- to gain experience shooting animation in the 2d lab and learn how to use Dragon Stopmotion
- to understand how to work with digital files in the labs and on the servers
- to practice framing shots
- to begin to develop a sense for timing and the relationship between acting and animating
- to develop a sense for how motion itself can express character and emotion
In this assignment, you will animate an inanimate small object that has no inherent expression (i.e. no facial features) to communicate an emotion or to represent one of the behaviors that you’ve observed of your animal. The object could be a piece of torn paper, a coin, a key, a guitar pick, a piece of string of any other relatively neutral item.
- Find a partner to shoot this assignment with. Agree when you will meet to shoot your two sequences and book time after your proficiencies. You should each use no more than 2 hours to shoot and export your movies, so each pair should book no more than 4 hours in the lab.
- Choose your approach:
o People new to animation should simply try to express an emotion with the object. According to Temple Grandin, researchers have identified four primal emotions: rage, prey chase drive, fear and curiosity/interest/anticipation (Animals in Translation, Harcourt, 2005, 93). Choose one of these to try to express.
o People with prior analog animation experience should base their sequence on initial observations of their animals. After your first observations, chose a whole body motion, action or gesture that your animal makes that you would like to represent in animation. For example, the action of a bird coming to a feeder, taking a seed and leaving, or a dog’s movement approaching another animal cautiously before sniffing it, or a prey animal startling and fleeing. If your animal is part of a group, you may attempt to animate the interactions of more than one object.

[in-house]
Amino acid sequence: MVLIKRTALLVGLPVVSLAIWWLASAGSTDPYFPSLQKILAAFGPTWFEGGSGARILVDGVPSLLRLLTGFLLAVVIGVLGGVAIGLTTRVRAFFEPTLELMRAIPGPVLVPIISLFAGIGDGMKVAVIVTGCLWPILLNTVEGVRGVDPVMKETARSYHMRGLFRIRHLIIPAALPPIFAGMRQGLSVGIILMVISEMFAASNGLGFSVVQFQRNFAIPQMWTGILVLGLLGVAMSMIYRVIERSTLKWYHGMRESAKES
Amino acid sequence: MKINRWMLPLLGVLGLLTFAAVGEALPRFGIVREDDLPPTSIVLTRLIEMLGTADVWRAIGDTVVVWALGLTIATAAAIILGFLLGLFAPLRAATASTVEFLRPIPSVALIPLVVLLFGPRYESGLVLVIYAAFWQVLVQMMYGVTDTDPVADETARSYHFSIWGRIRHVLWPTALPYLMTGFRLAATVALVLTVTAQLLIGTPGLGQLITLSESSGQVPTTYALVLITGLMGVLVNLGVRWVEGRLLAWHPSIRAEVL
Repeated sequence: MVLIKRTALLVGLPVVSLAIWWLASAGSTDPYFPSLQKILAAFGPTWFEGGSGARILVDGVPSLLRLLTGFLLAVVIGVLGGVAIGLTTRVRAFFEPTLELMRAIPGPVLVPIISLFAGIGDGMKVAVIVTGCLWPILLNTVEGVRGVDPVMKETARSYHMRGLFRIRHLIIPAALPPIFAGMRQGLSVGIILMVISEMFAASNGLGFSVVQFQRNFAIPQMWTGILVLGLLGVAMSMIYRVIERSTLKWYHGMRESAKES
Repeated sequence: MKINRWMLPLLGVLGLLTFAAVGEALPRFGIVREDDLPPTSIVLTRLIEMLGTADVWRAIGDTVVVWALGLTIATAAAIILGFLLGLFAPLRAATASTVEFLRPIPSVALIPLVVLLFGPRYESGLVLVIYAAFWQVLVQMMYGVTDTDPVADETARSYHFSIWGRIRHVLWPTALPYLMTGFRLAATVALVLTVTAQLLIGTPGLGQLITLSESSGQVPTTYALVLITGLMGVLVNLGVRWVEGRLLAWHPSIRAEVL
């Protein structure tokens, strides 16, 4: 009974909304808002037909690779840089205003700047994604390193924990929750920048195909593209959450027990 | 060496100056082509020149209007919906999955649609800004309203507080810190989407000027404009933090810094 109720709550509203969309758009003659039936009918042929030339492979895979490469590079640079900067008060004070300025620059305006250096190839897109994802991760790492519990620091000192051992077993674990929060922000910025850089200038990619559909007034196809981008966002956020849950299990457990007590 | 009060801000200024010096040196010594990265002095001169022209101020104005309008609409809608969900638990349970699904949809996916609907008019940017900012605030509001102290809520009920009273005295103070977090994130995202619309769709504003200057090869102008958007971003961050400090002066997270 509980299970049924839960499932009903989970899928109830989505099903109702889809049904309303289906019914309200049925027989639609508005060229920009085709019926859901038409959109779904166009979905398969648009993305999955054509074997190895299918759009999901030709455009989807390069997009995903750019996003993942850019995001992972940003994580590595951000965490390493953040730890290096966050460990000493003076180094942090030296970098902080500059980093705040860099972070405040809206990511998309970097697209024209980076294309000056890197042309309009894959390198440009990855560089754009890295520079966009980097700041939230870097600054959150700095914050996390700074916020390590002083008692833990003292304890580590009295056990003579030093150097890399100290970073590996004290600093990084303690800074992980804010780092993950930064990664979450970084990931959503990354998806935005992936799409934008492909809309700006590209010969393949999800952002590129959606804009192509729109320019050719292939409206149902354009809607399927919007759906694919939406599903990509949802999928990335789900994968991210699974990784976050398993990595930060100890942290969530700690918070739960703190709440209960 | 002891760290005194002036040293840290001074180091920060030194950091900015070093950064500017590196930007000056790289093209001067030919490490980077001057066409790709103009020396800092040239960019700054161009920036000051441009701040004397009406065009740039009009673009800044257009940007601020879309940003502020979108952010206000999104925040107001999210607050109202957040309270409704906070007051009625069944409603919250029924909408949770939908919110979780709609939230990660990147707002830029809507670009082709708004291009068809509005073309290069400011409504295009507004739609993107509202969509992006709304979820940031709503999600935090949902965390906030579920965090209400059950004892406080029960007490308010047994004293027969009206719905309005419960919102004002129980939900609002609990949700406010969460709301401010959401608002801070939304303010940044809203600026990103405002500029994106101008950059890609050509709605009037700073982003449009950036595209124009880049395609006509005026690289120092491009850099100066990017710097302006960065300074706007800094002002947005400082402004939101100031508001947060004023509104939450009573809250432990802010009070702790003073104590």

- Act the emotion, gesture or action out a minimum of 3 times so you feel the timing of it. Each time you act the action out, count the seconds (you can use a stop watch or other timer), so you know how long it takes and when it speeds up and when it slows down.
- On a horizontally oriented 8 ½ x 11 piece of paper, draw a path of action for this emotion or gesture. Mark steps along it for frames based on what you think the timing should be after acting it out. Aim for a sequence that lasts between 10 and 30 seconds; decide whether you’ll shoot on twos or threes (10 seconds=100 images shot on 3s or 150 shot on 2s).
- Referring to the path of action notes you’ve made, practice animating the action with the object on the Lunchbox (do not shoot the paper with the path of action itself.
- With your partner, shoot the sequence in the 2d lab. Have your partner work with the computer while you are animating, then swap roles.
- Render to Quicktime using these settings:
o Standard aspect ratio (4:3) at 1024 pixels by 768 pixels.
o 30 frames per second
- Name your Quicktime Movie “your name_EM.mov” and save it to the User Drive. Launch Quicktime and play your movie to make sure it exported okay.
- Copy your movie to our program share on Orca and put it in the “expression in motion” folder in the Workspace. Copy your Dragon files to your Cubby in our program folder on Orca.
- After viewing your movie several times, make some notes on the process, what you expected the sequence to communicate and what you think it actually does communicate. Speculate about how you might do it differently next time.
We will view and discuss your movies in class on Monday, April 16th, so you need to have completed the assignment and posted it to the Orca Workspace folder by that time.